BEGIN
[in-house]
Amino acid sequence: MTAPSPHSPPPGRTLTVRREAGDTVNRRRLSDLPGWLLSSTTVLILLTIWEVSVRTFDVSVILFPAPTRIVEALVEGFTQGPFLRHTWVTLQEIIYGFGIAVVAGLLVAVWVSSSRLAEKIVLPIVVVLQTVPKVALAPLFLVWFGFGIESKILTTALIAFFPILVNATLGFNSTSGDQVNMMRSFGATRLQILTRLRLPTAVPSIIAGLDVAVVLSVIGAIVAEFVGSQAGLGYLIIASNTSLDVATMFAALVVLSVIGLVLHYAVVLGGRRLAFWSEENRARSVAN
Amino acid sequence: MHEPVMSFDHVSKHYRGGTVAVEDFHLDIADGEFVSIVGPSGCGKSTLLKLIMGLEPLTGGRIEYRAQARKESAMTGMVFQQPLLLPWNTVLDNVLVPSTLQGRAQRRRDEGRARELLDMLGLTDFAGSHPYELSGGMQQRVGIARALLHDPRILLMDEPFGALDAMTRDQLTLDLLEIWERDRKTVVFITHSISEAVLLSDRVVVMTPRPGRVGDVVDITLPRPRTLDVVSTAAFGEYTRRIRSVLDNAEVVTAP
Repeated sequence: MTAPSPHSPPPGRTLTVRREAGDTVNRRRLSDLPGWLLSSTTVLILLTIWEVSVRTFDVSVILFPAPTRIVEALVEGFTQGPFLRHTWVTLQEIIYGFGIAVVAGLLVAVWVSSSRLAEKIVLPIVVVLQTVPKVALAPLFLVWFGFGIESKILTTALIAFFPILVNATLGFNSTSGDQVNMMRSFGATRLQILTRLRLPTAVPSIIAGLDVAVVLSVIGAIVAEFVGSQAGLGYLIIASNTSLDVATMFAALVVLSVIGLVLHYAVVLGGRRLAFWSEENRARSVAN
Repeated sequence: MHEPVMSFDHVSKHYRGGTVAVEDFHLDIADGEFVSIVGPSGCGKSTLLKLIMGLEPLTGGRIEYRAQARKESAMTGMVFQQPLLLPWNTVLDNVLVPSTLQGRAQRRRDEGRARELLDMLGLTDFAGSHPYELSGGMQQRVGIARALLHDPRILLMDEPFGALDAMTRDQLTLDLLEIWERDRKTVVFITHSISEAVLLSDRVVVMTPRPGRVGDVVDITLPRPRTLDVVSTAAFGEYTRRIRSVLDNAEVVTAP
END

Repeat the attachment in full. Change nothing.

[in-house]
Amino acid sequence: MTAPSPHSPPPGRTLTVRREAGDTVNRRRLSDLPGWLLSSTTVLILLTIWEVSVRTFDVSVILFPAPTRIVEALVEGFTQGPFLRHTWVTLQEIIYGFGIAVVAGLLVAVWVSSSRLAEKIVLPIVVVLQTVPKVALAPLFLVWFGFGIESKILTTALIAFFPILVNATLGFNSTSGDQVNMMRSFGATRLQILTRLRLPTAVPSIIAGLDVAVVLSVIGAIVAEFVGSQAGLGYLIIASNTSLDVATMFAALVVLSVIGLVLHYAVVLGGRRLAFWSEENRARSVAN
Amino acid sequence: MHEPVMSFDHVSKHYRGGTVAVEDFHLDIADGEFVSIVGPSGCGKSTLLKLIMGLEPLTGGRIEYRAQARKESAMTGMVFQQPLLLPWNTVLDNVLVPSTLQGRAQRRRDEGRARELLDMLGLTDFAGSHPYELSGGMQQRVGIARALLHDPRILLMDEPFGALDAMTRDQLTLDLLEIWERDRKTVVFITHSISEAVLLSDRVVVMTPRPGRVGDVVDITLPRPRTLDVVSTAAFGEYTRRIRSVLDNAEVVTAP
Repeated sequence: MTAPSPHSPPPGRTLTVRREAGDTVNRRRLSDLPGWLLSSTTVLILLTIWEVSVRTFDVSVILFPAPTRIVEALVEGFTQGPFLRHTWVTLQEIIYGFGIAVVAGLLVAVWVSSSRLAEKIVLPIVVVLQTVPKVALAPLFLVWFGFGIESKILTTALIAFFPILVNATLGFNSTSGDQVNMMRSFGATRLQILTRLRLPTAVPSIIAGLDVAVVLSVIGAIVAEFVGSQAGLGYLIIASNTSLDVATMFAALVVLSVIGLVLHYAVVLGGRRLAFWSEENRARSVAN
Repeated sequence: MHEPVMSFDHVSKHYRGGTVAVEDFHLDIADGEFVSIVGPSGCGKSTLLKLIMGLEPLTGGRIEYRAQARKESAMTGMVFQQPLLLPWNTVLDNVLVPSTLQGRAQRRRDEGRARELLDMLGLTDFAGSHPYELSGGMQQRVGIARALLHDPRILLMDEPFGALDAMTRDQLTLDLLEIWERDRKTVVFITHSISEAVLLSDRVVVMTPRPGRVGDVVDITLPRPRTLDVVSTAAFGEYTRRIRSVLDNAEVVTAP